6 July 2020
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Should we be crying or cheering about China and the US?

David Bassanese
17 May 2016

By David Bassanese

It’s hard being a global macro investment analyst these days, as we’re living in a world where central bank actions far and away outstrip fundamentals when it comes to determining the short-term direction of markets.

Indeed, we’ve now entered a parallel universe once more where bad economic news is good market news, and vice versa. 

Take the case of the United States. Wall Street sold off last Friday, principally because of a stronger than expected retail sales result for April. Along with a smattering of other US economic indicators in recent weeks, it looks as if the US economy is picking up a little speed after a relatively weak first quarter. 

Should we not celebrate? Alas, maybe not - as stronger US data raises the risk that the Federal Reserve may well raise interest rates again as early as next month. Up until recently, Wall Street had largely given up on the idea the Fed would raise interest rates this side of Christmas.

Then there’s China. It’s so-called “data dump” last Saturday revealed weaker than expected growth in private business investment, industrial production and retail sales. That led to suggestions the world’s second biggest economy is spluttering again as doses of fiscal stimulus earlier this year into housing and infrastructure projects begins to wane.  

Most lamentable is the fact that private business investment is weak, with most of the Chinese Government’s largesse being directed to the favoured, though “old world”, state owned enterprises.  

Should we despair about China? Not at all – as signs of weakness are merely a signal to suggest even more Chinese policy stimulus is just around the corner. Commodity bulls are now actively counting on a new round of stimulus to boost traditional industries in the second half of this year. 

At face value, it seems as if there’s no reason to be worried, as policy makers can ride to the rescue at any time. The problem with this scenario, of course, is that policy actions have costs of their own.  

As has been the case in Japan, China’s debt-fuelled spending spree is courtesy of financial repression of households, who can’t get decent returns on their savings and either choose to save a lot more (holding back consumer spending) and engage in crazed financial market speculation ranging from stocks to iron ore futures. 

Chinese private firms, meanwhile, can’t get access to decent credit and are rapidly losing international competitiveness due to an overvalued real exchange rate.

In Europe and Japan, negative interest rates – momentarily thought to be another useful policy tool – are now shown to be making banks even less profitable and less likely to lend.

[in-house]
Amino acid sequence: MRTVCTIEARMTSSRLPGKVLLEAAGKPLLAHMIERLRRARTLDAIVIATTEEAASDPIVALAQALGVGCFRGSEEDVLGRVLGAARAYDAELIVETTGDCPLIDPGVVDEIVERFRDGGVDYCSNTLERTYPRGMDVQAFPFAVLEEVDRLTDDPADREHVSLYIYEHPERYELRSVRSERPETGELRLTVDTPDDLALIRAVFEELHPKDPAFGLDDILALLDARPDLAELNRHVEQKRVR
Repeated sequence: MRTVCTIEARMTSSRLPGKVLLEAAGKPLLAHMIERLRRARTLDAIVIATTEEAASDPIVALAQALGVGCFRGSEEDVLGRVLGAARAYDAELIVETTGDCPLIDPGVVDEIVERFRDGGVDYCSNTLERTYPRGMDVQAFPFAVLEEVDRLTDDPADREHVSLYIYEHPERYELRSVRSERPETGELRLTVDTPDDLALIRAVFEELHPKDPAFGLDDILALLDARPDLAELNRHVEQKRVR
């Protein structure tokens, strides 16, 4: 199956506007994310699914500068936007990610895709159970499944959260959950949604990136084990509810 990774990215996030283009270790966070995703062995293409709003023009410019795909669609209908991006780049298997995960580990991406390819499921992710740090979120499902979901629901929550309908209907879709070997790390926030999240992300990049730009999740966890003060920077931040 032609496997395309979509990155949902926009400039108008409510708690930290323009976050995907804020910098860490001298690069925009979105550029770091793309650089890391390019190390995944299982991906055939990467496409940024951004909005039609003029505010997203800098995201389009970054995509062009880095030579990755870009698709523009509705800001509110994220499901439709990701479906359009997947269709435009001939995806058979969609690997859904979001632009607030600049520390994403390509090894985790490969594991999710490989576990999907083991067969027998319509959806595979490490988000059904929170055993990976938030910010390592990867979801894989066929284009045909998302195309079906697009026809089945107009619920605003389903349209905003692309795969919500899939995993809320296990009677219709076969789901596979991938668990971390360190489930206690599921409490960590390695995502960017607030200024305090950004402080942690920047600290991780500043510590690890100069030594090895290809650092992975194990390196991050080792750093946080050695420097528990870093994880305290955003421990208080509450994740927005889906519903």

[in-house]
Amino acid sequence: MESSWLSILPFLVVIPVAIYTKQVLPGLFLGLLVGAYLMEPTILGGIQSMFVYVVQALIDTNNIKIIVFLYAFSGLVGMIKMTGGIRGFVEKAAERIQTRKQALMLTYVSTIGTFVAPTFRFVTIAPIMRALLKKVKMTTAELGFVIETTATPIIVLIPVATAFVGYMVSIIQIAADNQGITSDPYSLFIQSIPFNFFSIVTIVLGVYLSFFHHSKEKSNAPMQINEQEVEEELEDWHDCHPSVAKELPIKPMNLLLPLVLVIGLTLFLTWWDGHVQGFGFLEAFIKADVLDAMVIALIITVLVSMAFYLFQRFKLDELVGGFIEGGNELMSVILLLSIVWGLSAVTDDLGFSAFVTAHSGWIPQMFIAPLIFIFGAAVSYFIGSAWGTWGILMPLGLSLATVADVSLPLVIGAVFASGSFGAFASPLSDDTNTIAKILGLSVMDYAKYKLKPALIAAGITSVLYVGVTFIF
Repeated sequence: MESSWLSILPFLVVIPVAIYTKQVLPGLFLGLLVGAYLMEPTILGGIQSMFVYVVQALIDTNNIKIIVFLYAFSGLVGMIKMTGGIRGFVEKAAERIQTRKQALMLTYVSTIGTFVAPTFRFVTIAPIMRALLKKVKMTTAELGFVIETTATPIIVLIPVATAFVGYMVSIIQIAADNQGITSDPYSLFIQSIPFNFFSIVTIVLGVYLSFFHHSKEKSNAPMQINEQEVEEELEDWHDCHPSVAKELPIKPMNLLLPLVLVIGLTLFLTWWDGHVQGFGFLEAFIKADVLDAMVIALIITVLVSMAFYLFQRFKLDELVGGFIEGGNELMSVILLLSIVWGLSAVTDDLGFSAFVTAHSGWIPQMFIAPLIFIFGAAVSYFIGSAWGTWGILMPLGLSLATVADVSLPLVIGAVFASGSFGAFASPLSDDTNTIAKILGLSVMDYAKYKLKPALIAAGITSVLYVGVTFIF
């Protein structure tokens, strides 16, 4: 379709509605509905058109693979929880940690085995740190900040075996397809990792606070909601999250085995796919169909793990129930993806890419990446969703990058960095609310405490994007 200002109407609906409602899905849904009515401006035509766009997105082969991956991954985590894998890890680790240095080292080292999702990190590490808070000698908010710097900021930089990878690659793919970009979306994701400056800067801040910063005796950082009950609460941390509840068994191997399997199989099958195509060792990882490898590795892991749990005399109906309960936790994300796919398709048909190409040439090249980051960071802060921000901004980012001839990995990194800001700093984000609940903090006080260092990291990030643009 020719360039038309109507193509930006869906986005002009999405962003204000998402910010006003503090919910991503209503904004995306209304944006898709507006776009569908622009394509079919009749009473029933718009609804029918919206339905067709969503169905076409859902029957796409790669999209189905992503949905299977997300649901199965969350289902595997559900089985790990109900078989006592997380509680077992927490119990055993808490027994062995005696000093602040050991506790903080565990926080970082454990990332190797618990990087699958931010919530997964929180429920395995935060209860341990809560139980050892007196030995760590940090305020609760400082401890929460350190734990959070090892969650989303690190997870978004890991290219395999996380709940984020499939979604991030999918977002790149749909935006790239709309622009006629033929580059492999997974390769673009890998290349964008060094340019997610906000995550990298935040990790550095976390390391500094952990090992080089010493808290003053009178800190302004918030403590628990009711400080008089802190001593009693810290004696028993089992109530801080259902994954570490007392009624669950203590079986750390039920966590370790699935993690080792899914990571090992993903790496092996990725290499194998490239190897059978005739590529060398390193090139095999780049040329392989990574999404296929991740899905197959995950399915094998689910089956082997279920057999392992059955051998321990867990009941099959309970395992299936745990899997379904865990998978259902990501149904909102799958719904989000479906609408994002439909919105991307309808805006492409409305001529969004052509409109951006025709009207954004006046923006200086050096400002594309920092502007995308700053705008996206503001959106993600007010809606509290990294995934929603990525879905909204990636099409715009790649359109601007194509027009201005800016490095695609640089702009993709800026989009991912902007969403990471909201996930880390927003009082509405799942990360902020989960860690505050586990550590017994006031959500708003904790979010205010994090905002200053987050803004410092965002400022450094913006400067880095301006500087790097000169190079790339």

In the United States, maintenance of super low interest rates has pushed up equity valuations to relatively high levels and created a bubble in high risk credit financing. Yet at the first signs of wobbly US equity prices, the Fed invents yet another reason to avoid raising interest rates. 

Try as they might, however, central banks can’t engineer a decent lift in global corporate earnings. In fact, the key problem across the global economy is that there seems little self-sustaining economic growth. Global growth seems to take a leg down as soon as the last dose of monetary or fiscal stimulus wears off. 

As a top-down global-macro analyst, fundamentals make me bearish about the outlook for equity and commodity prices over the remainder of the year. That said, I can’t deny continued aggressive central bank action – even if ultimately ineffectual – could keep markets pushing higher for longer.  

But unless global economic growth finally creates a self-sustaining dynamic of its own, the risk is that policy action will merely postpone an inevitable day of reckoning when there will be even more dangerously inflated asset price valuations.  

Given these risks, it would be somewhat better if more countries relied on boosting growth through fiscal measures rather than ultra-cheap credit financing. But with Budgets still under pressure from persistent weak economic growth, hopes for a re-balancing in the sources of policy stimulus are likely to be disappointed. 

Of course, that leaves pro-growth competition reforms – especially in Japan, Europe and China – but political barriers mean little is still being done in these areas even though every pet shop galah is advocating structural reform.

So we’re left in the hands of central bankers. Let’s hope they can steer a steady path without it all ending in tears. 

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